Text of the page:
minus academy faq plus academy faq Check in circle Apple Android Home Magnifer Calculator Mail Email Facebook Twitter RSS Linkedin Linkedin hollower Headphones Wechats Instagram Line Mail 2 Phone Phone 2 Minus Plus Arrow right Arrow left (variant 2) Arrow right (variant 2) Brand logo Brand logo not filled Hamburger Flag of the Hong Kong Flag of the US/GB Flag of the US/GB Flag of the US/GB Flag of the China Flag of the China Flag of the China (traditional) Flag of the Taiwan Flag of the Hong Kong Flag of the Spain Flag of the Russia Flag of the France Flag of the German Flag of the Portugal Flag of the Italy Flag of the Poland Flag of the Czech Flag of the Hungary Flag of the Sweden Flag of the Bulgarian Flag of the Finland Flag of the Lithuania Flag of the Denmark Flag of the Croatia Flag of the Estonia Flag of the Norway Flag of the Romania Flag of the United Arab Emirates Flag of the United Arab Emirates Flag of the Indonesia Flag of the Malaysia Flag of the Korea Flag of the Korea Flag of the Samoa Flag of the Vietnam Flag of the Thailand Flag of the Japan Cross Cross large User Arrow down Arrow up Cube Info list Data comunication Clock Slash

17.What are the Major Currencies?

17.What are the Major Currencies?
17.What are the Major Currencies?

Major currencies

Currencies that are frequently traded and commonly seen in the forex market are called “major currencies”, based on the volume of global transactions. According to the Bank for International Settlements (BIS)2019 statistics, the most commonly traded currencies, from the highest volume to the lowest, are:

  1. US dollar
  2. Euro
  3. Japanese Yen
  4. British Pound
  5. Australian Dollar
  6. Canadian Dollar
  7. Swiss Franc
  8. Chinese Yuan.

One former traditional major pairing, the New Zealand Dollar, has been replaced by the Chinese Yuan and even the Hong Kong Dollar in recent years, now ranked 10th. Leading pairs account for the vast majority of trading in the global forex market.



Minor and Exotic Currencies

Other currencies, also known collectively as minor and exotic currencies, can also be popular under certain economic circumstances and market themes.

For example, “BRICS” :

  • Brazilian Real
  • Russian Ruble
  • Indian Rupee
  • South African Rand

These have also drawn market attention during different periods.



Major pairs

After the Second World War, the gold standard used by all countries collapsed and the “Bretton Woods system” established the dollar standard. At that time, the United States was the biggest economic power, and all currencies were pegged to their USD dollar at a fixed exchange rate, which gave the turbulent post-war international financial market a shot in the arm.

Since then, most international trade settlements have been based on the USD. The USD is the largest global reserve currency. Therefore, currency paired with the USD is called major currency pairs, such as:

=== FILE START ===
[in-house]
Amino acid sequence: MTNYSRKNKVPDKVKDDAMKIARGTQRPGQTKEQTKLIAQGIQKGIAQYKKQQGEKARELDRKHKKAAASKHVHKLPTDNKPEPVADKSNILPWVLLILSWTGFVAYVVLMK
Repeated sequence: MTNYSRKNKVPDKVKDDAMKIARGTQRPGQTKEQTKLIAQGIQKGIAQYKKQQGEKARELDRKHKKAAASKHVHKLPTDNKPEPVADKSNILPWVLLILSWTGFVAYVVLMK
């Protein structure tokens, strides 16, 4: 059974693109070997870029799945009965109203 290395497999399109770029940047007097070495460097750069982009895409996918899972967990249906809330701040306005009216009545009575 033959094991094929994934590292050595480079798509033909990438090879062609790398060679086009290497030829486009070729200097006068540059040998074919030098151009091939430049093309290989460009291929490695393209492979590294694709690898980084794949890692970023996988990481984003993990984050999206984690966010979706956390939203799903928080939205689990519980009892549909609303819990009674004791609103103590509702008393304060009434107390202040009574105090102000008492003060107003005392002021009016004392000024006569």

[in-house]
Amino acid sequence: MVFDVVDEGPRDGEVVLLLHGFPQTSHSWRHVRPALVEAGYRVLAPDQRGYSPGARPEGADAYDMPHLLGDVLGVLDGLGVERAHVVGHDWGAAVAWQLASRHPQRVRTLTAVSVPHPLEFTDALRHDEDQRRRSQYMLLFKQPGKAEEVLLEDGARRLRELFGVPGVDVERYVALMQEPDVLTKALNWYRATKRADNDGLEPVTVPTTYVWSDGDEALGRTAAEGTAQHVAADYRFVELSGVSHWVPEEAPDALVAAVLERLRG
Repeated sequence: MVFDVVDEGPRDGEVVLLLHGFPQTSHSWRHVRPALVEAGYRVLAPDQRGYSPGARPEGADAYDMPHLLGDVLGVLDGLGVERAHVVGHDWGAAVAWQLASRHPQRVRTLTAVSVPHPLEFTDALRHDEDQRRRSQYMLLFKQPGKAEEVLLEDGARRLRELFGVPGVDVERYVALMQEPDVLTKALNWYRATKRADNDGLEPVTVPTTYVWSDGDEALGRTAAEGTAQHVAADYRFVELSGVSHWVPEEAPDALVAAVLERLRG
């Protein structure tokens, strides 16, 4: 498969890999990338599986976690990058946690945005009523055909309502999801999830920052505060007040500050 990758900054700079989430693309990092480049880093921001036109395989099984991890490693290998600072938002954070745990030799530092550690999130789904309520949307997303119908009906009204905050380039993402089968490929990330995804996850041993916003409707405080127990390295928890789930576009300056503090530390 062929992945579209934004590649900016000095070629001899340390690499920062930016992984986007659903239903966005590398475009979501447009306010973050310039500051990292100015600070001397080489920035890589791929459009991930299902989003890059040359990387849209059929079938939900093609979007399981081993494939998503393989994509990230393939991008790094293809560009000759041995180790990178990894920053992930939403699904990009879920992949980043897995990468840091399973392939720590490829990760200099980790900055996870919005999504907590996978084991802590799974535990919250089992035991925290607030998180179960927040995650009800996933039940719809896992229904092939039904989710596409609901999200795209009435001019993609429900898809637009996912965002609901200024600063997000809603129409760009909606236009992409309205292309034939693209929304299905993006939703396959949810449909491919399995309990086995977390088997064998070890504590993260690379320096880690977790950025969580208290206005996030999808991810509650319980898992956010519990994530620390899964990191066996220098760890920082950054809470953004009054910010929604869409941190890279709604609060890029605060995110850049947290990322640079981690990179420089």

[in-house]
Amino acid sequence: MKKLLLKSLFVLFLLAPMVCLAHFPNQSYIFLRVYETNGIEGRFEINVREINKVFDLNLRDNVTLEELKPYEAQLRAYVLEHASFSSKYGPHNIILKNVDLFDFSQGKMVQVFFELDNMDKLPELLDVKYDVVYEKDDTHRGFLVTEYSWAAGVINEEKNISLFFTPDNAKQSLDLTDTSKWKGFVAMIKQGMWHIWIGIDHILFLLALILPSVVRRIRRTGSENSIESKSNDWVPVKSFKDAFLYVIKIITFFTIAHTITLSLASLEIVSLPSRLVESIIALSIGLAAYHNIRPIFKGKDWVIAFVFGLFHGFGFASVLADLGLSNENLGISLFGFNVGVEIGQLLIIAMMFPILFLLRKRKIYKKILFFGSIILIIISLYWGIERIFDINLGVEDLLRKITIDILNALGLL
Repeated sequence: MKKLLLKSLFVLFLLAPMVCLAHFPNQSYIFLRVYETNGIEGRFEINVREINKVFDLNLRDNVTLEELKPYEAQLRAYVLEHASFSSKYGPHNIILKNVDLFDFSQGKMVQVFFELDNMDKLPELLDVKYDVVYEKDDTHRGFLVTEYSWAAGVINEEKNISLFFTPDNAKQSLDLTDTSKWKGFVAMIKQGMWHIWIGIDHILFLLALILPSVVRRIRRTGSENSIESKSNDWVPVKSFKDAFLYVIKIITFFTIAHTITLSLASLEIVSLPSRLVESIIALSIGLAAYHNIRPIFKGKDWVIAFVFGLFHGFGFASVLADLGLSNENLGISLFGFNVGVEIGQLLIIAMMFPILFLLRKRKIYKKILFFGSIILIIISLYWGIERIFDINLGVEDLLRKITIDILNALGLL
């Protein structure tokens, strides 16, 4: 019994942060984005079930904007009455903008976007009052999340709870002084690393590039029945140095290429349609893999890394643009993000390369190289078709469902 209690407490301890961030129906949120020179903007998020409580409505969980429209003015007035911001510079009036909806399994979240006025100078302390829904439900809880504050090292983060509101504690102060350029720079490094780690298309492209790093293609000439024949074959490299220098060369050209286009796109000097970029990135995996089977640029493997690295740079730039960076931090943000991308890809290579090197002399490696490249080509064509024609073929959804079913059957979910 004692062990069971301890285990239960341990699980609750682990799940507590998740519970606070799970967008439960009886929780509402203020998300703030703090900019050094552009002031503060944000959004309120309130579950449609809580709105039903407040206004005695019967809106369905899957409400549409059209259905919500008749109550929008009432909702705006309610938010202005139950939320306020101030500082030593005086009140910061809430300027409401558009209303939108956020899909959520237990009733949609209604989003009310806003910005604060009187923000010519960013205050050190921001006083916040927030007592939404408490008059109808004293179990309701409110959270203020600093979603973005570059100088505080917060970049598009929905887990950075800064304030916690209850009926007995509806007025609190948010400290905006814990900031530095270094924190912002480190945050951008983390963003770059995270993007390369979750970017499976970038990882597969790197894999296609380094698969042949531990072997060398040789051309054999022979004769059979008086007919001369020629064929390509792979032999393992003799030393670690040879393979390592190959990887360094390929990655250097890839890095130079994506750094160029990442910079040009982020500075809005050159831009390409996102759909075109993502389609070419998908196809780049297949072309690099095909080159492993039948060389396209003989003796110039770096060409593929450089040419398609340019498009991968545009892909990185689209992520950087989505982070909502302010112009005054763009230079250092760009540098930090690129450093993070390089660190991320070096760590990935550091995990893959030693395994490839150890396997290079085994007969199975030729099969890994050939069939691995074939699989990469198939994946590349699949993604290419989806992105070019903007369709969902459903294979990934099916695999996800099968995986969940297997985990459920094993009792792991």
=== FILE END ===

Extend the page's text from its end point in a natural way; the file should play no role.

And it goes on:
• EUR / USD
  • USD / JPY

Both can reflect this core economic model following the dollar standard.



Cross pairs

Basically, pairs that do not involve the dollar are called cross pairs. As the settlement currency has been dominated by the US dollar to a very large extent, it may not be possible for countries to make a direct currency exchange from one to another.

Their process is: to exchange A into USD first and exchange into currency B using USD. Therefore, the cross-exchange rate can be converted mathematically by simply using the exchange rate of each currency with the dollar.

In the forex trading market, the related cross pairs of euro, yen and sterling are the most active. From an investor’s point of view, the function of cross pairs is “a way that no longer facilitates the need to maintain two open positions”.


For example:

Assume that AUD/USD is 0.7 and USD/JPY is 110, so the exchange rate of AUD/JPY is 0.7*110=77.

If there are investors who are bearish on the yen and bullish on the Australian dollar they can simply long the AUD/JPY, rather than going long on both AUD/USD and USD/JPY.

Related Article: What are Long and Short Positions?


Next Article: 18. What is margin trading and why do we have margin calls?



About ZFX (Zeal Capital Market) 
  • The Best Trading Platform Award 2019 from Financial Weekly, Regulated by FCA & FSA.
  • 100+ trading assets, including Forex, Stocks, Indices, Gold, Crude Oil, etc.
  • 3 types of trading accounts to meet the needs of every customer
  • 0 commission, low spread, leverage ratio up to 1:2000
  • Powerful trading platform that executes 50,000 orders/s
  • Open an account with a minimum deposit of $50
  • 24-hour Customer Service

Major Currencies and Minor Currencies | Z Academy


Risk Warning: The above content is for reference only and does not represent ZFX’s position. ZFX does not assume any form of loss caused by any trading operations conducted by this article. Please be firm in your thinking and do the corresponding risk control.